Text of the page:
Kerberos machine authentication - apparent authentication failures

Discussion in 'Server Security' started by JCB_MCSE_wannabe, May 30, 2005.

  1. NOTE: This post was incorrectly posted under "Access Security" previously.
    I misinterpreted the topic as resource access, not MS Access database
    product...oh well!....

    I am new to networking. I recently built a small AD-integrated DNS domain
    network for labbing purposes using my TechNet Plus Server 2003 Ent. OS. The
    single server is also running DNS and DHCP. All of my clients (yeah, all SIX
    of them - I did say SMALL!) are running XPsp2. Hosts connect to the network
    using wireless cards through a linksys NAT-enabled router/switch. The server
    is hard wired to one of the switch ports on the linksys. I am using 128-bit
    WEP encryption
    and further control access using a MAC table of allowed hosts on the
    wireless. Three machines are workstations and three are laptop/portables.

    I successfully joined the client machines to the domain. They receive
    DHCP-assigned IP addresses. However, when I run the Netdiag commmand, I
    receive PASSING results for all tested parameters, EXCEPT the Kerberos test
    which gives a: " [FATAL] Kerberos does not have a ticket for
    host/mymachinename.mydomainname" result.

    The strange thing is that immediately after I joined the machines to the
    domain and ran Netdiag, a PASSING Kerberos result is obtained. HOWEVER, once
    the machines are restarted, the Kerberos test yields a consistent FAILED
    status. With Server2003/XP, I thought Kerberos v.5 was the default
    authentication protocol. If my machine is not being authenticated, how come
    I can still access domain resources? Should my audit logs show a "logon"
    event instead of an "account logon" event if my machine is not authenticated?

    Does anyone have an explanation? I would prefer guidance on how to
    efficiently troubleshoot this problem and not just a "here, do this"
    solution. The REAL problem is I don't yet have the troubleshooting skills
    to effectively address the apparent Kerberos authentication failures.

    Any help would be appreciated.
    JCB_MCSE_wannabe, May 30, 2005
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  2. When you joined your computer to the domain your wireless network card was
    initialized and working properly. However when you reboot your computer the
    network card does not initialize fast enough in order to have the computer
    authenticate to the domain. The computer does not necessarily need to
    authenticate to the domain resources in order for a user to access domain
    resources particularly if cached logons are enabled. With cached logons you
    are logged with cached domain credentials to the local computer. When you
    try to access domain shares while logged on with cached credentials you are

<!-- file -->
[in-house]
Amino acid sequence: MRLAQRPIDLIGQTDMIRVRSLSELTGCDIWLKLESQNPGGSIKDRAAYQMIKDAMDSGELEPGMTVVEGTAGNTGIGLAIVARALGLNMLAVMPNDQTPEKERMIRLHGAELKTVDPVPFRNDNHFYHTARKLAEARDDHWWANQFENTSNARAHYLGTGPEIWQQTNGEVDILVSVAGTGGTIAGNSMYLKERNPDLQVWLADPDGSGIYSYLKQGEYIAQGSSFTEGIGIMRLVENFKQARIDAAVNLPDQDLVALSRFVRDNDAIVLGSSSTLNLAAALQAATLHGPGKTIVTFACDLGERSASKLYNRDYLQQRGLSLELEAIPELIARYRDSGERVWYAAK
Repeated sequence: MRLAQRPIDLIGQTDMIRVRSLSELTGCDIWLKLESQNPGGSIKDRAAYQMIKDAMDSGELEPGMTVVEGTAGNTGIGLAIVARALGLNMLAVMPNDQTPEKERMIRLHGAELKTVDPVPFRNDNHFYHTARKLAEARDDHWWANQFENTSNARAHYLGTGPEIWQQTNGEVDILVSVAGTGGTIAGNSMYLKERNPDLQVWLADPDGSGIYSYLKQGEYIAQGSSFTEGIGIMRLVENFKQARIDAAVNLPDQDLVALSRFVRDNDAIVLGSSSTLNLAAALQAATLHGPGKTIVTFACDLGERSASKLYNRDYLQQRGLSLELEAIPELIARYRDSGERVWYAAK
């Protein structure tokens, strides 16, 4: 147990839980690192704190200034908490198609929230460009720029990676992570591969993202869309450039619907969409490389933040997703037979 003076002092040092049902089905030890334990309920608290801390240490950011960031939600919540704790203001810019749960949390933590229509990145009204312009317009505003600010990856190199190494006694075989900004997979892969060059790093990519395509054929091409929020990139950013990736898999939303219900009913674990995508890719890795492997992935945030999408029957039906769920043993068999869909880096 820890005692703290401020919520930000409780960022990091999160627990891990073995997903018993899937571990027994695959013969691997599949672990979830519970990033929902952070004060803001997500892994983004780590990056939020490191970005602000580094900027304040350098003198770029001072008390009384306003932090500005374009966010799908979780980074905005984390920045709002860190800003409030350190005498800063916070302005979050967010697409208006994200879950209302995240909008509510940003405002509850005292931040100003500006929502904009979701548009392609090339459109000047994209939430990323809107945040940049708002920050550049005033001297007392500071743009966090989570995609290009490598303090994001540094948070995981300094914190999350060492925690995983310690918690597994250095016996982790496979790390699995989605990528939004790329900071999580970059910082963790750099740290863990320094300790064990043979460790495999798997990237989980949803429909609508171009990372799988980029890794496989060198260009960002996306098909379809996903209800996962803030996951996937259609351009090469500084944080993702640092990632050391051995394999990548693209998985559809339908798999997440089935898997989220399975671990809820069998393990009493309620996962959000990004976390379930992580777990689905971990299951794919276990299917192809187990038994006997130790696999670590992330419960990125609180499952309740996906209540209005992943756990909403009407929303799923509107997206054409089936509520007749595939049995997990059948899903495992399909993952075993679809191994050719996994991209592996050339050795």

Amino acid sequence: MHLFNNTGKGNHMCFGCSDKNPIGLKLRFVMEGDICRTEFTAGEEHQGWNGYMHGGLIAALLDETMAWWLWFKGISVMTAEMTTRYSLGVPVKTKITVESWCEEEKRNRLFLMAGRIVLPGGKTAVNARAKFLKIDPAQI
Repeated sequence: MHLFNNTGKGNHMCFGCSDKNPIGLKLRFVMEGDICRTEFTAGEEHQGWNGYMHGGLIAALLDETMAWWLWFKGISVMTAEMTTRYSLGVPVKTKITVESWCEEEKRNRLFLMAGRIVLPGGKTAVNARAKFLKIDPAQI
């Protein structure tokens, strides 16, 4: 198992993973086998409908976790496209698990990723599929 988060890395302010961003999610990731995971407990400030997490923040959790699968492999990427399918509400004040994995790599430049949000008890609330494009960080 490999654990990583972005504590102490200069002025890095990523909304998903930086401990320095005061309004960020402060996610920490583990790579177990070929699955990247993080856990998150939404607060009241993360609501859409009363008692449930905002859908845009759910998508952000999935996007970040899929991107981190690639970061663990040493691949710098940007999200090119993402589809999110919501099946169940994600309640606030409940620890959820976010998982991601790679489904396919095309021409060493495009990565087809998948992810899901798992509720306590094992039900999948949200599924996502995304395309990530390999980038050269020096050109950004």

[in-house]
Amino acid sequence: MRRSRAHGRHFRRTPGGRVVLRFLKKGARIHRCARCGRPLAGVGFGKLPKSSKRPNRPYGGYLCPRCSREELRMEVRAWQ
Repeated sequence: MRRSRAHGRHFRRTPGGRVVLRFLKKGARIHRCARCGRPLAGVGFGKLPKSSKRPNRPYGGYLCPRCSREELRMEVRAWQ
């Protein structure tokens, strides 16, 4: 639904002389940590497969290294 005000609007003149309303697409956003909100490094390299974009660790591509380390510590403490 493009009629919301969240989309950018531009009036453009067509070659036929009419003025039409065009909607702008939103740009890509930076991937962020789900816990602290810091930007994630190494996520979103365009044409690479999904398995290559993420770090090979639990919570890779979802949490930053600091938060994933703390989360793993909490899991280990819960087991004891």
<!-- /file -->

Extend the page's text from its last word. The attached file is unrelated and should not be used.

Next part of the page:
denied access until you can authenticate to a domain controller as a user.
    By the time you attempt such your network card is probably initialized and
    thus you can access the domain controller, be authenticated, and then access
    a domain share. Another downside of not having the computer account
    authenticated to the domain is that the computer configuration Group Policy
    will not be applied/refreshed at startup.

    You should have logging of account logon events enabled in Domain Controller
    Security Policy which it is by default in Windows 2003 and also enable
    auditing of logon events on your domain computers which may also provide
    helpful information including if cached logons are being used. The set
    command when run on a domain computer will also show the authenticating
    computer/domain controller.

    While kerberos is the default authentication protocol of choice, fallback
    can be done to lm/ntlm/ntlmv2 in a Windows 2000/2003 domain. Kerberos
    failure is not usually as problematic as is problems with the computer
    account as shown by errors/failed test with trust/secure channel as shown
    with netdiag. Kerberos authentication for the "computer" is however required
    for domain negotiation ipsec policy using ESP/AH if using default
    authentication for the ipsec policy. Also keep in mind that the netdiag
    /debug switch may also give more detailed info on why a test failed.

    I bet that if you hard wire one of your domain computers to the network that
    you will not see the problem with kerberos anymore. Also since you are
    interested in troubleshooting you will find packet sniffing very helpful for
    a problem such as yours or many other problems. In your case monitoring
    packet activity on the domain controller while a domain computer is booting
    up will tell a lot, particularly if you have a capture of a successful
    domain computer account logon to compare to. Windows 2003 Server has the
    built in netmon though I personally much prefer Ethereal which is free. Also
    dns configuration for the domain MUST be correct or all sorts of problems
    will ensue. The first link below is a good quick read on dns for an Active